Pro Tip – When the internal temperature reaches 135°, brush on a layer of pure maple syrup and apple cider vinegar. You’ll use approximately 1 part syrup to 1 part vinegar. For example, if you use 1/2 cup of vinegar, add 1/2 cup of syrup. Here’s how to it:
- Use a small sauce pan and heat equal parts apple cider vinegar (the dark stuff) and pure maple syrup. Heat on low and stir until well-combined.
- When the smoked pork reaches an internal temperature of 135°, brush a layer of the syrup and vinegar mixture to the top and sides.
- Do this every 20 to 30 minutes until the internal temperature reaches 145°.
Pro Kitchen Tip – When this is done, wrap it loosely in foil and allow it to rest for 15 minutes before slicing and serving. This allows the meat fibers to reabsorb the juices, adding moisture and flavor to your smoked pork tenderloin.
No. Pork tenderloin comes from the muscle that runs next to the backbone. It is long, narrow, and boneless. A pork loin is flat and may be bone-in or boneless. It comes from the back of the pig. Importantly, you cannot substitute one for the other in recipes because they are two completely differnt cuts of meat.
This is a personal preference but you can’t ever go wrong with apple wood chips when making smoked pork. I prefer a heavy smoked flavor and like to use hickory or mesquite wood chips. By the same token, you can use oak or cherry wood for smoked pork.
You can store the leftovers in the fridge for up to five days. Reheat them in the microwave or on the stove top. Our favorite way to use these leftovers is in this leftover pork tacos recipe.
Use your favorite barbecue sauce with this. Some great choices for side dishes might include:
If you’re looking for more ideas on how to use a smoker, see our posts on the best ways to make smoked beef.
Take a look at our favorite grilling and smoker accessories. We use these products all the time!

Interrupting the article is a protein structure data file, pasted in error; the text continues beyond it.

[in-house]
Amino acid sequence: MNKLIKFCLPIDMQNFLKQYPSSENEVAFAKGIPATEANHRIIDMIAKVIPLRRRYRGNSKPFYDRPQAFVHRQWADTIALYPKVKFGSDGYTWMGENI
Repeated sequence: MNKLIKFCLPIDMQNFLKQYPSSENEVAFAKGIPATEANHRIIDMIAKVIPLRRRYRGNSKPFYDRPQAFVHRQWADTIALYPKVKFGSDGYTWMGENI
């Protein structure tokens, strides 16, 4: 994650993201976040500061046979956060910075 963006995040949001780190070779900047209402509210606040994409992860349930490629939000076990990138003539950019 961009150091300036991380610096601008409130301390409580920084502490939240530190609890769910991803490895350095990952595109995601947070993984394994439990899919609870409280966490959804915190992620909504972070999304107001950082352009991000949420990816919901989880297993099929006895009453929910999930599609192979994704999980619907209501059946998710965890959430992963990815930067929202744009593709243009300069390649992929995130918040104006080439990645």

More easy pork recipes
Be sure and see our easy smoked salmon recipe too!
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Smoked Pork Tenderloin
- 4 lbs Pork tenderloin
- 1/8 cup Kosher salt
- 1/8 cup Fresh ground pepper
- 6 oz Prosciutto, About 10 slices
- 1/4 cup Pure maple syrup
- 1/4 cup Apple cider vinegar
- 1 cup Barbecue sauce
- Remove the pork from your refrigerator and allow to rest on your countertop for 30 minutes. Fill a pan with water and place at the bottom of your smoker. Heat your smoker to 225° and add your choice of wood chips.
- Using a serrated knife, carefully trip excess fat from the meat, using caution to not cut ito the muscle of the meat. Apply an even layer of salt and pepper in an even layer to all sides and ends of the meat. Render the fat in a small skillet and set aside
- Wrap the pork tenderloin in a layer of prosciutto pieces on all sides and ends. Brush a layer of melted fat on the surface of the meat.
- Brush the remaining fat on the grates or rack of your smoker.
How to smoke it
- Smoke the meat until the internal temperature is 145°. Brush with maple syrup and vinegar mixture if desired when the meat reaches 135°. Remove from smoke and wrap loosely in foil. Then, allow it to rest for 20 minutes before slicing and serving.
- You can use your favorite flavor of wood chips to flavor this smoked pork recipe.
- Always allow meat from the smoker to rest for at least 20 minutes before serving. Tent it loosely in foil when doing this.
- Easy Barbecue Sauce Hack
- Add a cup of your favorite barbecue sauce to a small pan over low heat.
- Add a tablespoon of pure maple syrup and a tablespoon of bourbon whiskey.
- Adjust quantities to taste.
- Stir and heat until well combined, serve over the meat.
- Always make sure the water you add to your smoker is hot before putting in the smoker. Cold water will cool the smoker down and create a longer cooking time.
Nutrition information is automatically calculated, so should only be used as an approximation.